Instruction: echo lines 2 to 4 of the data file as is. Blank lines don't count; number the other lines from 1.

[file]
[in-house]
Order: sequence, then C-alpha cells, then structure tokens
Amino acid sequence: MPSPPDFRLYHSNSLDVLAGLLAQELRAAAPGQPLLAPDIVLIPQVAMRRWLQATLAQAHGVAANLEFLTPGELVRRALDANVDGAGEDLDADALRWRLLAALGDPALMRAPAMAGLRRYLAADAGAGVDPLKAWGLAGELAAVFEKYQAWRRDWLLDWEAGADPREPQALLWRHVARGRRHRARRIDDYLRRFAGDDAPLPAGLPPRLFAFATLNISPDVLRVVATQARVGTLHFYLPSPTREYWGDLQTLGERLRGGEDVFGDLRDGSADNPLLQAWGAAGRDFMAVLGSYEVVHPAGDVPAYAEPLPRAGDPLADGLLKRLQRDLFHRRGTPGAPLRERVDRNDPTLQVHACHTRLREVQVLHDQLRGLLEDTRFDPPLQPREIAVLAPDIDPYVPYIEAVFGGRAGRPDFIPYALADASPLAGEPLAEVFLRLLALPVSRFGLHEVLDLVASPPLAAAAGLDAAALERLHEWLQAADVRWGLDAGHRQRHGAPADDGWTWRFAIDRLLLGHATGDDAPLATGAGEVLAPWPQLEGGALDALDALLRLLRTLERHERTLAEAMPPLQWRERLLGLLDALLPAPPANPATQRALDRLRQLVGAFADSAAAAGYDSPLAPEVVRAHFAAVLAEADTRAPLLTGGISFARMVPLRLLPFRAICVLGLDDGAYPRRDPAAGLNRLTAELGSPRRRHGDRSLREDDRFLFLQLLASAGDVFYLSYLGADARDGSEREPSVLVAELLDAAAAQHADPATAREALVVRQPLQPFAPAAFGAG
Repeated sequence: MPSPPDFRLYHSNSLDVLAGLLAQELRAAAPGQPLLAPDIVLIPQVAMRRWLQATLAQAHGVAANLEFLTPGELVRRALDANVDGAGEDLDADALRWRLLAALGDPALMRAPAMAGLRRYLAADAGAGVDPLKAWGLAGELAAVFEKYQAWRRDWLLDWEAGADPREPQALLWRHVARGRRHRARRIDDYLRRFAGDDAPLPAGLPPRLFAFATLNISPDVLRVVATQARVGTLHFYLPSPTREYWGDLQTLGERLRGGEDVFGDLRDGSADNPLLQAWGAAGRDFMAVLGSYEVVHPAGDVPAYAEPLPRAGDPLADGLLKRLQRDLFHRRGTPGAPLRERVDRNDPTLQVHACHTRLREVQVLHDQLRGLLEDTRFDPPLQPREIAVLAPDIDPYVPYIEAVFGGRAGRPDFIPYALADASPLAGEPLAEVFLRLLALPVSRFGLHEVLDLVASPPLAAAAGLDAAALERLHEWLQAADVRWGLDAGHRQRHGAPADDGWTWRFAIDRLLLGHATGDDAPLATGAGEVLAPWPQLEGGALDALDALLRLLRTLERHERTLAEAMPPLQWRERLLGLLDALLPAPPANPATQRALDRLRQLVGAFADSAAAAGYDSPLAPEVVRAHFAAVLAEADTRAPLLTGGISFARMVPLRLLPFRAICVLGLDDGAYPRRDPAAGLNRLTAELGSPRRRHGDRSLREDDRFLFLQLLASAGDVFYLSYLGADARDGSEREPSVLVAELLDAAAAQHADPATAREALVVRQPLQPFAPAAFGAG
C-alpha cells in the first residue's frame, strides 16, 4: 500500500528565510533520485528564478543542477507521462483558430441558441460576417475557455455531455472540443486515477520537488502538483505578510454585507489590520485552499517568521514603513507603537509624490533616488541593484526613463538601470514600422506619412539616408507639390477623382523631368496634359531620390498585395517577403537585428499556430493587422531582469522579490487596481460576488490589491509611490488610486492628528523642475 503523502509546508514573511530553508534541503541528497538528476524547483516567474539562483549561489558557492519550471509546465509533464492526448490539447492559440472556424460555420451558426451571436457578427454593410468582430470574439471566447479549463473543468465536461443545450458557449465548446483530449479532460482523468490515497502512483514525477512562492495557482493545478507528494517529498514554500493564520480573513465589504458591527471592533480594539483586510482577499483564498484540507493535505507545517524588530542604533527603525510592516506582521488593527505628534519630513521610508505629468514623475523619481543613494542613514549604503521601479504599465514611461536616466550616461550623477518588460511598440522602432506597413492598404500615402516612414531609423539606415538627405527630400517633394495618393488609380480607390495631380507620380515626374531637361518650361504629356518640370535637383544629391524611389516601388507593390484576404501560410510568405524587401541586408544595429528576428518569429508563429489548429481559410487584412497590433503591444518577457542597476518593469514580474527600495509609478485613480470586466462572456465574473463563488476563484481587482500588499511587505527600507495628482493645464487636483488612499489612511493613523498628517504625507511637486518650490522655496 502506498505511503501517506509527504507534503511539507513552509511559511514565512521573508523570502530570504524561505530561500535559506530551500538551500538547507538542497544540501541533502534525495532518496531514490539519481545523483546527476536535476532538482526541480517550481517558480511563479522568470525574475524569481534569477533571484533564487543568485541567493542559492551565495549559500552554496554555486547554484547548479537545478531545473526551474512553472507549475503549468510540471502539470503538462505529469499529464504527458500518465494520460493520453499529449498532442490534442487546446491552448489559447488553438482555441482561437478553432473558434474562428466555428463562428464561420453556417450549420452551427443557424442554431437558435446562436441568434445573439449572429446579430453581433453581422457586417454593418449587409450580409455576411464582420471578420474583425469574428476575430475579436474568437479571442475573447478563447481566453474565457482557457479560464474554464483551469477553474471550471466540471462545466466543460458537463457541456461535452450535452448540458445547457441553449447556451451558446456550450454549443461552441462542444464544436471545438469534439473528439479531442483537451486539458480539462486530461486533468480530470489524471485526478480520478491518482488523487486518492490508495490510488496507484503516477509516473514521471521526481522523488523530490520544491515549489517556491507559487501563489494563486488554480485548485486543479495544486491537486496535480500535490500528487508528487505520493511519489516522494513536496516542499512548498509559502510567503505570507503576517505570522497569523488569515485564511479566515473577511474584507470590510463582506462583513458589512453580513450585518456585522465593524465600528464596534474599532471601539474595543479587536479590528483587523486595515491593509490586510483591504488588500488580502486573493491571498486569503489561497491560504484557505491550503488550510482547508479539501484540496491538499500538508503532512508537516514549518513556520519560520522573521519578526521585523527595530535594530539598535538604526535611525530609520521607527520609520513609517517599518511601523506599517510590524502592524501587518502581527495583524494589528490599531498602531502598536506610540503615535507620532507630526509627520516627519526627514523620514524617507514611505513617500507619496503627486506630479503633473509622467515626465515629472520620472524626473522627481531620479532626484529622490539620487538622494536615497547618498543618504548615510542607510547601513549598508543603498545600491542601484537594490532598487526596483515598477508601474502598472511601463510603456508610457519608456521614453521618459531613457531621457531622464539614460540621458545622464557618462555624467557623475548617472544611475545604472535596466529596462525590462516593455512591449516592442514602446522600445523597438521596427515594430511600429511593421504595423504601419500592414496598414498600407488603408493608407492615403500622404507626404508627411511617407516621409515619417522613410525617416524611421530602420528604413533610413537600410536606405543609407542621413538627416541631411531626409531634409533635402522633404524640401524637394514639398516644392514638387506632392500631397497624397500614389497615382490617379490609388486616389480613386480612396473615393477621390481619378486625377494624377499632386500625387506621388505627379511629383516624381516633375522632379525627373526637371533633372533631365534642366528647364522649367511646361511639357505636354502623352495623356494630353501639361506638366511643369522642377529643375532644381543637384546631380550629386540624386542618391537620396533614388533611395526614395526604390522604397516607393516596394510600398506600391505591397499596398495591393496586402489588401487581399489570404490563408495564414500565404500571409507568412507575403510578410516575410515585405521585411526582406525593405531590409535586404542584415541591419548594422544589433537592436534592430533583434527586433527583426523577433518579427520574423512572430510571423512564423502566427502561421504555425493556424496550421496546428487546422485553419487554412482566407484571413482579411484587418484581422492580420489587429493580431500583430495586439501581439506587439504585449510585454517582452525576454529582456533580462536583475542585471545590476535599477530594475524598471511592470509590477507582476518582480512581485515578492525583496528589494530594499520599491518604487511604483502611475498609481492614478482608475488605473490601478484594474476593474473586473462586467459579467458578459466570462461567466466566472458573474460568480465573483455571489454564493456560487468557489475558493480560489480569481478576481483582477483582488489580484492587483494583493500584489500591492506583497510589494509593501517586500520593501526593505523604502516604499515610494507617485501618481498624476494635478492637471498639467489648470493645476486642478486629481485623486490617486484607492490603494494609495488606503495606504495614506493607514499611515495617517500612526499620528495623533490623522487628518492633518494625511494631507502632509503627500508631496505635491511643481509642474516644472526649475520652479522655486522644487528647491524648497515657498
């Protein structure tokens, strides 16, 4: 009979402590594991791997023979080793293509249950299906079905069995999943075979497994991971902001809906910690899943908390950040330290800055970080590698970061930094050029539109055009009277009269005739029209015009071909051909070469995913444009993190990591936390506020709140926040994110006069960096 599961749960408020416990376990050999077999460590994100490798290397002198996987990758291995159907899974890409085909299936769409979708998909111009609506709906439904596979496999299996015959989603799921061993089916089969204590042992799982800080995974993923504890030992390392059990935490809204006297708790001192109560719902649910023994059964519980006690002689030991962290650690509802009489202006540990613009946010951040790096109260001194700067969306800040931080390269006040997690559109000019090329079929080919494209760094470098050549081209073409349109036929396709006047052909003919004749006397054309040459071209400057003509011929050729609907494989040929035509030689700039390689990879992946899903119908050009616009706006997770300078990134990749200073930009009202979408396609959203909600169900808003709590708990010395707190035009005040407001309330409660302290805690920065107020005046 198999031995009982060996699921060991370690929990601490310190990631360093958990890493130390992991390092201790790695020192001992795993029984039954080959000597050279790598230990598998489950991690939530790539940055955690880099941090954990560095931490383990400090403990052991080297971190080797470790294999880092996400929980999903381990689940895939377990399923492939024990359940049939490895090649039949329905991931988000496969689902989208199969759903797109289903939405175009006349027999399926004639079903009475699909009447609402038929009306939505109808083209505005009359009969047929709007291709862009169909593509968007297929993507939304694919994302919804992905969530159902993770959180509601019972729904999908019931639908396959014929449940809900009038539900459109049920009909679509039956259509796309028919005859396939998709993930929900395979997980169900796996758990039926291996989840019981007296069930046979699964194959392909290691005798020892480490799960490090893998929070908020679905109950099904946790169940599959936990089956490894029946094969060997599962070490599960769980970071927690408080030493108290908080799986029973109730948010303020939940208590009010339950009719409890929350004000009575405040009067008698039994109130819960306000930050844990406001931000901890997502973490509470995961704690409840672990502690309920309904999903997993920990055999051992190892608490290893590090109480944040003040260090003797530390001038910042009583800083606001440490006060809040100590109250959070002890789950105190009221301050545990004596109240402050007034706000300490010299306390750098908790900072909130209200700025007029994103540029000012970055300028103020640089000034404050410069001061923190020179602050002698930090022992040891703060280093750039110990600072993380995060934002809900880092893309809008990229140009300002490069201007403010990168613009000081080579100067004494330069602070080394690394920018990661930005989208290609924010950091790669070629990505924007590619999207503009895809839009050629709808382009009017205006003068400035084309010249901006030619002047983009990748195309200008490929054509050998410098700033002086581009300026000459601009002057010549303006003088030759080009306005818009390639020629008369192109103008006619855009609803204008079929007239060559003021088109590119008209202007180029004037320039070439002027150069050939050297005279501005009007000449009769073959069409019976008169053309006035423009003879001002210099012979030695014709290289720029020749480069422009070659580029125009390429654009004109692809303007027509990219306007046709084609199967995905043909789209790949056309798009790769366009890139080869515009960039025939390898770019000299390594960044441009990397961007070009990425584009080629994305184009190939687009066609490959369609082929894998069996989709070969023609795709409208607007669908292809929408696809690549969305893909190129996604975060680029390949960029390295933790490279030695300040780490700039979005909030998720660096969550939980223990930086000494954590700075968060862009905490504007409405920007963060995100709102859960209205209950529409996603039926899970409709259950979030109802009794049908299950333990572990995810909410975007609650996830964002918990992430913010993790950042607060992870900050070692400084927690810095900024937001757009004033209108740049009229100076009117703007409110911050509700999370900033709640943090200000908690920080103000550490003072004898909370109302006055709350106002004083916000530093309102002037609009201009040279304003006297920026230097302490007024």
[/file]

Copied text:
Order: sequence, then C-alpha cells, then structure tokens
Amino acid sequence: MPSPPDFRLYHSNSLDVLAGLLAQELRAAAPGQPLLAPDIVLIPQVAMRRWLQATLAQAHGVAANLEFLTPGELVRRALDANVDGAGEDLDADALRWRLLAALGDPALMRAPAMAGLRRYLAADAGAGVDPLKAWGLAGELAAVFEKYQAWRRDWLLDWEAGADPREPQALLWRHVARGRRHRARRIDDYLRRFAGDDAPLPAGLPPRLFAFATLNISPDVLRVVATQARVGTLHFYLPSPTREYWGDLQTLGERLRGGEDVFGDLRDGSADNPLLQAWGAAGRDFMAVLGSYEVVHPAGDVPAYAEPLPRAGDPLADGLLKRLQRDLFHRRGTPGAPLRERVDRNDPTLQVHACHTRLREVQVLHDQLRGLLEDTRFDPPLQPREIAVLAPDIDPYVPYIEAVFGGRAGRPDFIPYALADASPLAGEPLAEVFLRLLALPVSRFGLHEVLDLVASPPLAAAAGLDAAALERLHEWLQAADVRWGLDAGHRQRHGAPADDGWTWRFAIDRLLLGHATGDDAPLATGAGEVLAPWPQLEGGALDALDALLRLLRTLERHERTLAEAMPPLQWRERLLGLLDALLPAPPANPATQRALDRLRQLVGAFADSAAAAGYDSPLAPEVVRAHFAAVLAEADTRAPLLTGGISFARMVPLRLLPFRAICVLGLDDGAYPRRDPAAGLNRLTAELGSPRRRHGDRSLREDDRFLFLQLLASAGDVFYLSYLGADARDGSEREPSVLVAELLDAAAAQHADPATAREALVVRQPLQPFAPAAFGAG
Repeated sequence: MPSPPDFRLYHSNSLDVLAGLLAQELRAAAPGQPLLAPDIVLIPQVAMRRWLQATLAQAHGVAANLEFLTPGELVRRALDANVDGAGEDLDADALRWRLLAALGDPALMRAPAMAGLRRYLAADAGAGVDPLKAWGLAGELAAVFEKYQAWRRDWLLDWEAGADPREPQALLWRHVARGRRHRARRIDDYLRRFAGDDAPLPAGLPPRLFAFATLNISPDVLRVVATQARVGTLHFYLPSPTREYWGDLQTLGERLRGGEDVFGDLRDGSADNPLLQAWGAAGRDFMAVLGSYEVVHPAGDVPAYAEPLPRAGDPLADGLLKRLQRDLFHRRGTPGAPLRERVDRNDPTLQVHACHTRLREVQVLHDQLRGLLEDTRFDPPLQPREIAVLAPDIDPYVPYIEAVFGGRAGRPDFIPYALADASPLAGEPLAEVFLRLLALPVSRFGLHEVLDLVASPPLAAAAGLDAAALERLHEWLQAADVRWGLDAGHRQRHGAPADDGWTWRFAIDRLLLGHATGDDAPLATGAGEVLAPWPQLEGGALDALDALLRLLRTLERHERTLAEAMPPLQWRERLLGLLDALLPAPPANPATQRALDRLRQLVGAFADSAAAAGYDSPLAPEVVRAHFAAVLAEADTRAPLLTGGISFARMVPLRLLPFRAICVLGLDDGAYPRRDPAAGLNRLTAELGSPRRRHGDRSLREDDRFLFLQLLASAGDVFYLSYLGADARDGSEREPSVLVAELLDAAAAQHADPATAREALVVRQPLQPFAPAAFGAG